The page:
Loud Conservative voices, particularly those of Simon Hart and Andrew RT Davies, have condemned the Welsh Government for doing what their own Shadow Economy Minister asked.

The impression, however – of a ban on the sale of books and baby clothes – does not look good for the Welsh Government.

And neither does the confusion among large retailers.

That criticism was the subject of further direct questioning by journalists who asked Mr Gething how, if major businesses could misinterpret the guidance, how the public could possibly interpret it.

Vaughan Gething remained adamant guidance was clear but would be further clarified with major retailers.

Plaid Cymru Leader Adam Price MS said: “The important thing for the Welsh Government to acknowledge is that they have made a complete mess of the messaging. Humility is important in admitting that you have got it wrong. They should have focused very clearly and very simply on the public health message.

“The objective of closing non-essential retail for this period is to try to limit the number of contacts so they can limit the number of infections – and that’s somehow got completely lost in the messaging which has then eroded public trust over the weekend.”

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We need to ‘mobilise for war’ says head of British Army – ‘this is our 1937 moment’

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THE NEW head of the British Army has said it must ‘mobilise’ in response to the threat posed by Russia’s invasion of Ukraine, invoking memories the Allies’ struggle against Nazi Germany in the 1940’s.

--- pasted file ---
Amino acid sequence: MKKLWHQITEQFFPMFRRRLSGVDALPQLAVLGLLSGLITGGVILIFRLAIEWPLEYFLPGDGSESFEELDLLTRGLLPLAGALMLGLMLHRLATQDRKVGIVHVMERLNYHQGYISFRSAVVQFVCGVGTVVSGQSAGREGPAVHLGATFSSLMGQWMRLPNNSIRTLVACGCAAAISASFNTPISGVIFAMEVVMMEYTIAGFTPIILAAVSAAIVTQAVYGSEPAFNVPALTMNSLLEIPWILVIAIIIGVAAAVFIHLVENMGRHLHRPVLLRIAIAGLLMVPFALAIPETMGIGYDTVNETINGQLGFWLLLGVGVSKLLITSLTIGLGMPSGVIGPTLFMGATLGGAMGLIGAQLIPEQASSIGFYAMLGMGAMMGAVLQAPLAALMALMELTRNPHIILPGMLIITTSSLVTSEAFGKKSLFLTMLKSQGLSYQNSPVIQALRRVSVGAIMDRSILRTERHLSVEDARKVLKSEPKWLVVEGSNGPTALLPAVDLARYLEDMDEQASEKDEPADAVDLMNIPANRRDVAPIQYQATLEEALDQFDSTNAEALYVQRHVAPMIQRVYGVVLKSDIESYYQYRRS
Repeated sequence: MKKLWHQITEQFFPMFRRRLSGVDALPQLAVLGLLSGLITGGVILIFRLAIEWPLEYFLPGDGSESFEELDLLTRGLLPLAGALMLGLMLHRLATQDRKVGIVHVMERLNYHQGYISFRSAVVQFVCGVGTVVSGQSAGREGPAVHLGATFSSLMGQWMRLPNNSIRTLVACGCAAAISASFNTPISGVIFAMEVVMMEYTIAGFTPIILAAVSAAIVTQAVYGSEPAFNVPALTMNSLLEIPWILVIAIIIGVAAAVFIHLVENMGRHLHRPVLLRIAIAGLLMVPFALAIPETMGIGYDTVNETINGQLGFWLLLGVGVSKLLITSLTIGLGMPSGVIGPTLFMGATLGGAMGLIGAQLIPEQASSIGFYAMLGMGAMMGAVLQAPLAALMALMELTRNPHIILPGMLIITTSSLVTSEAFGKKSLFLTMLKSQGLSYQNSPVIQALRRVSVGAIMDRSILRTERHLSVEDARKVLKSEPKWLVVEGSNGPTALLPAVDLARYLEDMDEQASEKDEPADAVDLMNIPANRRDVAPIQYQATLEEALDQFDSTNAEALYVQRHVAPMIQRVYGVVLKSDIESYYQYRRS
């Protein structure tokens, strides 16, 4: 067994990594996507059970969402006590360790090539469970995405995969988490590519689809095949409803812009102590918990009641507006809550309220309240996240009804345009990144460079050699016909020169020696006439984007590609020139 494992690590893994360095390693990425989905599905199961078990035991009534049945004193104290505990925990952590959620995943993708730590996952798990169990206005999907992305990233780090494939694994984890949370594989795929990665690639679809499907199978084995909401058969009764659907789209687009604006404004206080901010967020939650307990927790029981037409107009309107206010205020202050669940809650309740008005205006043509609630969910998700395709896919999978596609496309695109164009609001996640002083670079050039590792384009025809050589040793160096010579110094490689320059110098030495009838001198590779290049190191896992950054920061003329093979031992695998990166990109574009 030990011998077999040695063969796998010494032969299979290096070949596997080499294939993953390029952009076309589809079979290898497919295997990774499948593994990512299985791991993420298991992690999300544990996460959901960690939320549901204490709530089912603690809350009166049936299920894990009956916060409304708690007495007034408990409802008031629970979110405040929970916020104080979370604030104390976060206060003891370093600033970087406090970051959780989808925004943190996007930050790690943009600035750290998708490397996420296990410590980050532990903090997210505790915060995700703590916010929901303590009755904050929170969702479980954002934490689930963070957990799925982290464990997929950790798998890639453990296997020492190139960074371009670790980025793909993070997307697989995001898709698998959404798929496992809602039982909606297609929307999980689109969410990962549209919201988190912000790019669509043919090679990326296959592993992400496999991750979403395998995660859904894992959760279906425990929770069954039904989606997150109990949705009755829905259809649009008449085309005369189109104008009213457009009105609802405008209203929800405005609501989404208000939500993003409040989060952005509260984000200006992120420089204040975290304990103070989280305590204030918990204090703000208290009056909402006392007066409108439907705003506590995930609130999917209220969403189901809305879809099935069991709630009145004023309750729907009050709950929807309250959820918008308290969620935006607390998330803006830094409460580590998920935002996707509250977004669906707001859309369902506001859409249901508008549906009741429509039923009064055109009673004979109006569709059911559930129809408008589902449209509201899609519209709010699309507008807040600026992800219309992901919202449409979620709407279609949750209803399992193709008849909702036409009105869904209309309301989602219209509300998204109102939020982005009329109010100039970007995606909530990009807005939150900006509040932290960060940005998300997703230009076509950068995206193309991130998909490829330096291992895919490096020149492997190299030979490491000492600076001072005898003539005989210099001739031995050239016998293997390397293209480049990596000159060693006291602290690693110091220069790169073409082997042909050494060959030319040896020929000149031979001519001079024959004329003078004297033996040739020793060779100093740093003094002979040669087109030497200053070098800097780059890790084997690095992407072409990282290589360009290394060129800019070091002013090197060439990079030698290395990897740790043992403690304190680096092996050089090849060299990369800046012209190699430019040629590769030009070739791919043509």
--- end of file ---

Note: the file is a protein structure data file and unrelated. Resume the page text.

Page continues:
Patrick Sanders, a general who became the army’s top officer this month, said Moscow’s attack on its neighbor represented “a clear and present danger” to Western “principles of sovereignty and democracy.”

In a wide-ranging speech to mark taking over the role, he argued Britain’s armed forces must react by accelerating modernization plans and immediately increasing battle readiness alongside NATO allies.

“This is our 1937 moment,” Sanders told an audience at the Royal United Services Institute (RUSI) military think-tank, referring to Western allies’’ struggle to subdue Nazi Germany’s aggression in the run-up to World War II.

“We’re not at war. We must act rapidly so that we aren’t drawn into one through a failure to contain territorial expansion.”

Adding it is “dangerous” to assume Russian aggression will end with Ukraine, he predicted Moscow will pose “an even greater threat to European security after Ukraine than it has before.”

“The Russian invasion has reminded us of that time-honored maxim that if you want to avert conflict, you better be prepared to fight,” Sanders said.

His comments come as NATO members begin to meet in Madrid Tuesday for a summit, and follow the military alliance announcing it will boost its high-readiness force from 40,000 to 300,000 troops.

Its chief Jens Stoltenberg has called the move “the biggest overhaul of our collective defense and deterrence since the Cold War.”

Sanders said the gathering in the Spanish capital was an opportunity for Britain to demonstrate its “enduring commitment to our allies” and “lead by example” in mobilizing the army.